Apollo 11 Parent Guide
The closest you can come to the space program without going into orbit or visiting the Kennedy Space Center.
Parent Movie Review
Sitting in a capsule with only 218 cubic feet of space, 363 feet above the marshy Floridian landscape, Neil Armstrong, Buzz Aldrin, and Michael Collins prepare to make history. Once they ignite their rocket engines, they will burn 20 tons of fuel per second and produce 7.5 million pounds of thrust to break free of Earth’s orbit.This moment is familiar to anyone with an interest in space travel. However, NASA shot a lot more footage over the eight days of the Apollo 11 mission. In this riveting documentary film, director Todd Douglas Miller worked with NASA and a post-production studio to restore this footage and provide a previously unseen perspective on the mission that sent the first man to the moon.
If you have a chance to see this movie, see it on the largest screen you can find. The scale of the space program is astoundingly apparent in Apollo 11 and this can best be appreciated on an IMAX or other big screen. In the opening sequences, the unbelievable size of the Vehicle Assembly Building, crawler-transporter, and Saturn V rocket are just as awe-inspiring as the famous Star Destroyer crawl from the beginning of Star Wars: A New Hope. I would argue they are even more so, because these things actually exist in the real world. Having been to the Kennedy Space Center and stood under a Saturn V rocket, I can confidently tell you that watching this film is as close as you can get to the real thing without traveling to Florida.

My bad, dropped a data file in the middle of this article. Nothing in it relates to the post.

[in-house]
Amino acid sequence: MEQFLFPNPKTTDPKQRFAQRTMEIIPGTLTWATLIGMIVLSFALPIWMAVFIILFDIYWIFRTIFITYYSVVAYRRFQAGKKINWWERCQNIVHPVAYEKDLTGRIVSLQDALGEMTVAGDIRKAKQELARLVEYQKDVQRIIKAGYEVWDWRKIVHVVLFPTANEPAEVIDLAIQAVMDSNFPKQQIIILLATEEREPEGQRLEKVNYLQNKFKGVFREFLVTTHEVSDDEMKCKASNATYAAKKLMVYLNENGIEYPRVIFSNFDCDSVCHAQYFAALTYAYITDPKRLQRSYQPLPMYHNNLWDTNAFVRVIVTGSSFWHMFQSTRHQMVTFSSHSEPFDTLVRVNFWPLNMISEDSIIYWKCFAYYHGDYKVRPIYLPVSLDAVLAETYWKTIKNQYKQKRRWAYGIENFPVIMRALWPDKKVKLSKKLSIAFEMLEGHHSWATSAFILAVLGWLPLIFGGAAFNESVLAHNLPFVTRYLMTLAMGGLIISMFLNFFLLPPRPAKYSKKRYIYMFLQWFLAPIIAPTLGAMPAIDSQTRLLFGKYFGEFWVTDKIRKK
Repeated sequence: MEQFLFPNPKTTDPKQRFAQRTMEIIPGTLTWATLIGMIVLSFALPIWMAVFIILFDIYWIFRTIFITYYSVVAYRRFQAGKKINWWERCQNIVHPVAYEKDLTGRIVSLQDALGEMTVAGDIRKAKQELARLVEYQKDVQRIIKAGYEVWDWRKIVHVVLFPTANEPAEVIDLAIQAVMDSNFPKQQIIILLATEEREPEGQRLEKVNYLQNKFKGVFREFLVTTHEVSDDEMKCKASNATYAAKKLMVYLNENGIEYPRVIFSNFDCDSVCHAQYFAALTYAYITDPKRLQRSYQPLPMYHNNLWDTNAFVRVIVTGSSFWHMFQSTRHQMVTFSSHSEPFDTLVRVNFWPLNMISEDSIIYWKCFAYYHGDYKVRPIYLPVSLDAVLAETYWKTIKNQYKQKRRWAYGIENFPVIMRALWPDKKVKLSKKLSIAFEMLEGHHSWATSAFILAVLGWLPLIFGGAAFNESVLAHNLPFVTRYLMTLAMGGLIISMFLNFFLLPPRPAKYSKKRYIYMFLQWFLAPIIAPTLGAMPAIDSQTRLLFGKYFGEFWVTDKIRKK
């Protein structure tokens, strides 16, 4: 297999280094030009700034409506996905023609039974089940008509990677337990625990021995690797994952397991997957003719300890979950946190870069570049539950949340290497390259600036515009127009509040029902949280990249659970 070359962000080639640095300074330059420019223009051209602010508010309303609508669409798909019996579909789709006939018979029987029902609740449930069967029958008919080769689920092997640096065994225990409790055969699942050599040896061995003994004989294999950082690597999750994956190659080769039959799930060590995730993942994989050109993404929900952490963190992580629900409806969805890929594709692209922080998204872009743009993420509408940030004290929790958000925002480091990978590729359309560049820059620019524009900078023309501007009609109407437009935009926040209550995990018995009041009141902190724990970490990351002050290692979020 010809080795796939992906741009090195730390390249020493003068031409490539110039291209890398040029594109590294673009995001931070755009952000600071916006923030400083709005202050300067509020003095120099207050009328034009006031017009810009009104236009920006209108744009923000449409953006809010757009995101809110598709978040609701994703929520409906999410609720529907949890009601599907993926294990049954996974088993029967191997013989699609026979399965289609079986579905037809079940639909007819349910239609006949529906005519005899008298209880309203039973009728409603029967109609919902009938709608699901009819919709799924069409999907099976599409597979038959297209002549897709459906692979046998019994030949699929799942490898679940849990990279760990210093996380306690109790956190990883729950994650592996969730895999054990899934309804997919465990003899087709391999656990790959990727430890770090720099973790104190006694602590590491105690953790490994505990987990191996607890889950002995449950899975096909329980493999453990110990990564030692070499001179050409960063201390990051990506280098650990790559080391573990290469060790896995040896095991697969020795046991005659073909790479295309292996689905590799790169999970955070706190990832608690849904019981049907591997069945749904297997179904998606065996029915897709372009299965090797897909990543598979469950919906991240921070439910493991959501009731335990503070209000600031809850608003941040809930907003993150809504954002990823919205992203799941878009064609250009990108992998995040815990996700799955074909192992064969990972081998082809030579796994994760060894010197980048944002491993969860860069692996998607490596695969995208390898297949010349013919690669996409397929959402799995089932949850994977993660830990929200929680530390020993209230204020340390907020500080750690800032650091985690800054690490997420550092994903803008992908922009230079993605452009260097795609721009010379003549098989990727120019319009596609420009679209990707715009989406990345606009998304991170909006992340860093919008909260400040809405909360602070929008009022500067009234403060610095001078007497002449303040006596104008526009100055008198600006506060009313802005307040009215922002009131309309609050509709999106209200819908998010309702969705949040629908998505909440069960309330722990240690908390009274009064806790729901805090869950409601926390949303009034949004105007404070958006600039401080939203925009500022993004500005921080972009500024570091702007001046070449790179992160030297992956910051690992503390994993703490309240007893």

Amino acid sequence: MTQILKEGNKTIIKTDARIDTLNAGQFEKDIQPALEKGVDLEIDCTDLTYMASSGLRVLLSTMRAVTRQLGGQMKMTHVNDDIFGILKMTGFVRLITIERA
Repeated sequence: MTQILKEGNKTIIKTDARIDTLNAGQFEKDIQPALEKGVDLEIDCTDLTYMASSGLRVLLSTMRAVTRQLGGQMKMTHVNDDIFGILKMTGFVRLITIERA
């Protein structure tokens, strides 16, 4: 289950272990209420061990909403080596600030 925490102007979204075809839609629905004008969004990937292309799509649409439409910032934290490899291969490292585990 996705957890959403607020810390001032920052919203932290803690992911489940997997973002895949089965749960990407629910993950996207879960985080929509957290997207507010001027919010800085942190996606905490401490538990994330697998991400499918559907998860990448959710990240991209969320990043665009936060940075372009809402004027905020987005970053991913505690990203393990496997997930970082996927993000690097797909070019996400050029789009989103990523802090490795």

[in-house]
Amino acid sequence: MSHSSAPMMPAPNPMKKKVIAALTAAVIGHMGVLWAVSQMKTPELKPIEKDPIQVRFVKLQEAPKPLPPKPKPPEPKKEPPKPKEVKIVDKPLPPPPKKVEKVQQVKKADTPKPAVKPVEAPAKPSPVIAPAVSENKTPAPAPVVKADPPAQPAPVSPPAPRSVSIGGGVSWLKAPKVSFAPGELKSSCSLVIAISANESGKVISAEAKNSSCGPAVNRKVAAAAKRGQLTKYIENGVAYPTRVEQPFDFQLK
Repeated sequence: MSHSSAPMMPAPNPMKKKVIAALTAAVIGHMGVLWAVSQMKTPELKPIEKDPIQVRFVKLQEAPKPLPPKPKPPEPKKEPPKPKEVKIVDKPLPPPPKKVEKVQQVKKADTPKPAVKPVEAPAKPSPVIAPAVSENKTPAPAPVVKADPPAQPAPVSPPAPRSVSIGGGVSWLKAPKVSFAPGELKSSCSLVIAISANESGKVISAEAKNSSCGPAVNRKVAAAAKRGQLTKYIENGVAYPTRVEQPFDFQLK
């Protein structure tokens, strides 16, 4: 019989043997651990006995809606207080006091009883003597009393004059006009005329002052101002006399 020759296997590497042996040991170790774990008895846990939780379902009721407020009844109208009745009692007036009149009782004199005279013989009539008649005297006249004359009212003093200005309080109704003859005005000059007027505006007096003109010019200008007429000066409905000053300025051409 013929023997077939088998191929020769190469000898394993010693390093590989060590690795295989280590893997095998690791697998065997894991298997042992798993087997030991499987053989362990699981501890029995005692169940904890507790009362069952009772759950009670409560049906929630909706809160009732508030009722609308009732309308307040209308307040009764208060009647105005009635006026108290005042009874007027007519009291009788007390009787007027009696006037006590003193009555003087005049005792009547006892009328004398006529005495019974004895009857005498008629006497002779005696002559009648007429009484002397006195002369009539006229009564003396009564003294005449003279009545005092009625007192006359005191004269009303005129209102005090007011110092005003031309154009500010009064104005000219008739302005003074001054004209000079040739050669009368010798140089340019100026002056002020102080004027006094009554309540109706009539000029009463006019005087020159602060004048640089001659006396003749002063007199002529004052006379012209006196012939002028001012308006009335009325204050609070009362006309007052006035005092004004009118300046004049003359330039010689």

By sticking entirely to historical footage, with no added interviews or commentary, Todd Douglas Miller has created an amazingly immersive view of the mission. According to the closing credits, even the soundtrack (created by Matt Morton) was made up entirely of instruments and sounds which were available in July of 1969. Fortunately, this attention to historical detail has not detracted from the artfulness of the film. To my eye, the shot of ice cracking and falling from the rocket body into the flames of Apolo11’s engines at lift off is as stunning and beautiful as the cinematography in any indie art film you can name.
With Apollo 11’s G-rating, there’s virtually nothing for parents to be concerned about. That said, parts of the movie can be very loud and intense, and very young or sensitive children might be frightened. The rest of the film might also be a little difficult for kids, as it has little dialogue and focuses mainly on the historically recorded audio transmissions between Mission Control and the Command Module and NASA’s original footage.
As a massive space nerd, I’d recommend this to everybody. The jaw-dropping footage of the various modules docking and ejecting in space is worth the price of the ticket on its own (and even brings to mind some of the more bizarre conspiracy theories claiming Stanley Kubrick as the director of faked moon landings). However, the film is also absolutely compelling in disproving any such conspiracies and includes an incredible wealth of detail and sublime beauty in almost every scene. And hey, if nothing else, you’ll probably learn something. It’s not every day you get an educational film as gorgeous as this one.Directed by Todd Douglas Miller. Starring Buzz Aldrin, Neil Armstrong, and Michael Collins. Running time: 93 minutes. Theatrical release March 8, 2019. Updated March 5, 2019
Watch the trailer for Apollo 11
Rating & Content Info